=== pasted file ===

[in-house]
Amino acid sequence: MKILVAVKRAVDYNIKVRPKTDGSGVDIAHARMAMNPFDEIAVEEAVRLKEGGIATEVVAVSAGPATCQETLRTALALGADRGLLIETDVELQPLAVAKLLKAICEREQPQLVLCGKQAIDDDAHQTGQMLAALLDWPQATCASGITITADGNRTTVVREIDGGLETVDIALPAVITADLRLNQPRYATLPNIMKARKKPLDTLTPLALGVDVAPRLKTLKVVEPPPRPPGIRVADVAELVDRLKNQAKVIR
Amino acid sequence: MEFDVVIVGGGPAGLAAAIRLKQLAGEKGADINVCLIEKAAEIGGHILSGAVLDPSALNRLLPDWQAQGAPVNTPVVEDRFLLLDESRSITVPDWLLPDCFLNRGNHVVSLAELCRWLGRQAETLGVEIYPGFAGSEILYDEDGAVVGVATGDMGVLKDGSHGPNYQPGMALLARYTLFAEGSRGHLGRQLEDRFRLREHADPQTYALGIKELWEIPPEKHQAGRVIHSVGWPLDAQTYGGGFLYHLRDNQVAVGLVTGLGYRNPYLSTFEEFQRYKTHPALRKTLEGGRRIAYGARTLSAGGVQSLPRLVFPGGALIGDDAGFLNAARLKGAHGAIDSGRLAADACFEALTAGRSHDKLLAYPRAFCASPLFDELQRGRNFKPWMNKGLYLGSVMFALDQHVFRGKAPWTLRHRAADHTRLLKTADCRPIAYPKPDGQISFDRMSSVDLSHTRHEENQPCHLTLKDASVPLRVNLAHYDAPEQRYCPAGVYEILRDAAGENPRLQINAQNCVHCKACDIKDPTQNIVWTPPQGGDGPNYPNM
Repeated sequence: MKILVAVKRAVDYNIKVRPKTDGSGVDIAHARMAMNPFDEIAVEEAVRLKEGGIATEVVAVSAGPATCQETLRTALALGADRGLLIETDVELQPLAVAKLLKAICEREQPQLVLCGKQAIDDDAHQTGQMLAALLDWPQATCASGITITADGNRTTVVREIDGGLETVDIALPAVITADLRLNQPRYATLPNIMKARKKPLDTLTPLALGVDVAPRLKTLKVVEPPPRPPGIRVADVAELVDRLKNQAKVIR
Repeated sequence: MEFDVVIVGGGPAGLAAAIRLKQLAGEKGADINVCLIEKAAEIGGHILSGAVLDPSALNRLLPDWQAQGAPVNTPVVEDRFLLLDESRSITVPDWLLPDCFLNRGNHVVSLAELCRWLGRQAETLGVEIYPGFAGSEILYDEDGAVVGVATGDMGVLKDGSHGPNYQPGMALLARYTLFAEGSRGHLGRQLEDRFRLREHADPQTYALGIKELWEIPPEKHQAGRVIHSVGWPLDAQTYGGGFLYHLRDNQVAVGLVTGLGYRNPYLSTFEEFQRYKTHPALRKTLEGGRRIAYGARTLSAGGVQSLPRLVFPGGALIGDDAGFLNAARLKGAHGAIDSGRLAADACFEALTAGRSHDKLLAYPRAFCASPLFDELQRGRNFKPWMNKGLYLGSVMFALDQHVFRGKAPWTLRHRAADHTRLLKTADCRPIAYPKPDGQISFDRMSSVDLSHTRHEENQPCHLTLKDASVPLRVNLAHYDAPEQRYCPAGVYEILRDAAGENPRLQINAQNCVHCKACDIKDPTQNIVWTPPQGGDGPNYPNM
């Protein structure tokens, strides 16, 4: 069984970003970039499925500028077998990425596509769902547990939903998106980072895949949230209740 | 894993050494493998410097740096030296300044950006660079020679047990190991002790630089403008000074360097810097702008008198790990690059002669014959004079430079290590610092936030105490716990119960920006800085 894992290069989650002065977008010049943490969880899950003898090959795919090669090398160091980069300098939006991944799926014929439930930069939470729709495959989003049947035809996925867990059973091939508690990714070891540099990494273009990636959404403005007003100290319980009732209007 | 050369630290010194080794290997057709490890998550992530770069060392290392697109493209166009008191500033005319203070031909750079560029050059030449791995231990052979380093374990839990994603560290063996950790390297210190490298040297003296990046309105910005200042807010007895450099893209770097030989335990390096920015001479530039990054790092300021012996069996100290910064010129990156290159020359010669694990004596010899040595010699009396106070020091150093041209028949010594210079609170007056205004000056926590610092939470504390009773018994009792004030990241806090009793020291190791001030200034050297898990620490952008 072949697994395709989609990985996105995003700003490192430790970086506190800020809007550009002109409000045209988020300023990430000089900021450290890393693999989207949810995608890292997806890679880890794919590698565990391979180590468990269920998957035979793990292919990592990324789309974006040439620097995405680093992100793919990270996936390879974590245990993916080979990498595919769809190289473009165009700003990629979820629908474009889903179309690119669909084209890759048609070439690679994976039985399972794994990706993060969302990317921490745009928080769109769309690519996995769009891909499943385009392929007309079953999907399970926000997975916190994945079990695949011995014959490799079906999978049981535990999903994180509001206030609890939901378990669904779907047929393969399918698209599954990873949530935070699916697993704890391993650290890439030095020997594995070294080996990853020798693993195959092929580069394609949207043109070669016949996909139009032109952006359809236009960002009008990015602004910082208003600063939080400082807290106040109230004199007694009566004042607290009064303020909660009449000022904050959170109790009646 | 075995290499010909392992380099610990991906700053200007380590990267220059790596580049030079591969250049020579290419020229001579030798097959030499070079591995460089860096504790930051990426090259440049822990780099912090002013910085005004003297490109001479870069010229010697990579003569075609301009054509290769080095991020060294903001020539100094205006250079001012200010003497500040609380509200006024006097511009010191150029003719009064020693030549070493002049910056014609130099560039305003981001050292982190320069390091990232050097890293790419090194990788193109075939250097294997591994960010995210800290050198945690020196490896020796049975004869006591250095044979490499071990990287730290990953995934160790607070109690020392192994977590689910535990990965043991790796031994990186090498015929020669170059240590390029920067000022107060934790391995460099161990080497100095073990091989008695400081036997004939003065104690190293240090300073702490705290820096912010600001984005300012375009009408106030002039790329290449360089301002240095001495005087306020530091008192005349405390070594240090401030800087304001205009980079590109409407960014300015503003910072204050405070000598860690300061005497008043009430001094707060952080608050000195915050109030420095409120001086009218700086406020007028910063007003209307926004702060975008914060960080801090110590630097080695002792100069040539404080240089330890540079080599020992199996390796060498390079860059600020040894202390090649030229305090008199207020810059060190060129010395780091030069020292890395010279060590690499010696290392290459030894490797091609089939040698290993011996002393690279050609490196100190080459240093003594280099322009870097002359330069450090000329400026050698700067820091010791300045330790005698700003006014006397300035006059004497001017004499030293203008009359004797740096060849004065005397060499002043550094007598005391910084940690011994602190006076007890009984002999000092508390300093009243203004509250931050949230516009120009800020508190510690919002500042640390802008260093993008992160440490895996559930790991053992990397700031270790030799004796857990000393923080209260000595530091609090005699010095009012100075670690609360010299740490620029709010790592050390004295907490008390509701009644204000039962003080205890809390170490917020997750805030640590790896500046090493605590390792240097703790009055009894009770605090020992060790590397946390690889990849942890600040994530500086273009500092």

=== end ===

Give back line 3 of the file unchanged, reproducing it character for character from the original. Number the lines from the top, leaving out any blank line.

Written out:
Amino acid sequence: MEFDVVIVGGGPAGLAAAIRLKQLAGEKGADINVCLIEKAAEIGGHILSGAVLDPSALNRLLPDWQAQGAPVNTPVVEDRFLLLDESRSITVPDWLLPDCFLNRGNHVVSLAELCRWLGRQAETLGVEIYPGFAGSEILYDEDGAVVGVATGDMGVLKDGSHGPNYQPGMALLARYTLFAEGSRGHLGRQLEDRFRLREHADPQTYALGIKELWEIPPEKHQAGRVIHSVGWPLDAQTYGGGFLYHLRDNQVAVGLVTGLGYRNPYLSTFEEFQRYKTHPALRKTLEGGRRIAYGARTLSAGGVQSLPRLVFPGGALIGDDAGFLNAARLKGAHGAIDSGRLAADACFEALTAGRSHDKLLAYPRAFCASPLFDELQRGRNFKPWMNKGLYLGSVMFALDQHVFRGKAPWTLRHRAADHTRLLKTADCRPIAYPKPDGQISFDRMSSVDLSHTRHEENQPCHLTLKDASVPLRVNLAHYDAPEQRYCPAGVYEILRDAAGENPRLQINAQNCVHCKACDIKDPTQNIVWTPPQGGDGPNYPNM